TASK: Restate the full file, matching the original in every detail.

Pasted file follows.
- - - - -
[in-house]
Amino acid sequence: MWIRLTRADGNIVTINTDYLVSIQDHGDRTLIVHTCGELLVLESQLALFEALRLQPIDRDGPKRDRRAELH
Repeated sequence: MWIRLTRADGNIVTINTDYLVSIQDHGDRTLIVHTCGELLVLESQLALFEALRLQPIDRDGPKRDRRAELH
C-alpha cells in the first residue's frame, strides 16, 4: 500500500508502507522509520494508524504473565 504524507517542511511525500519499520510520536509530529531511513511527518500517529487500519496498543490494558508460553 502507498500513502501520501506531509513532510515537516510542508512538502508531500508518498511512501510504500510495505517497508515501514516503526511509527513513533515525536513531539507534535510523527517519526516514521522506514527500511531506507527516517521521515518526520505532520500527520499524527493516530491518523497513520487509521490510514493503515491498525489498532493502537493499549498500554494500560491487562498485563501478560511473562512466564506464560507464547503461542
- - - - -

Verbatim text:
[in-house]
Amino acid sequence: MWIRLTRADGNIVTINTDYLVSIQDHGDRTLIVHTCGELLVLESQLALFEALRLQPIDRDGPKRDRRAELH
Repeated sequence: MWIRLTRADGNIVTINTDYLVSIQDHGDRTLIVHTCGELLVLESQLALFEALRLQPIDRDGPKRDRRAELH
C-alpha cells in the first residue's frame, strides 16, 4: 500500500508502507522509520494508524504473565 504524507517542511511525500519499520510520536509530529531511513511527518500517529487500519496498543490494558508460553 502507498500513502501520501506531509513532510515537516510542508512538502508531500508518498511512501510504500510495505517497508515501514516503526511509527513513533515525536513531539507534535510523527517519526516514521522506514527500511531506507527516517521521515518526520505532520500527520499524527493516530491518523497513520487509521490510514493503515491498525489498532493502537493499549498500554494500560491487562498485563501478560511473562512466564506464560507464547503461542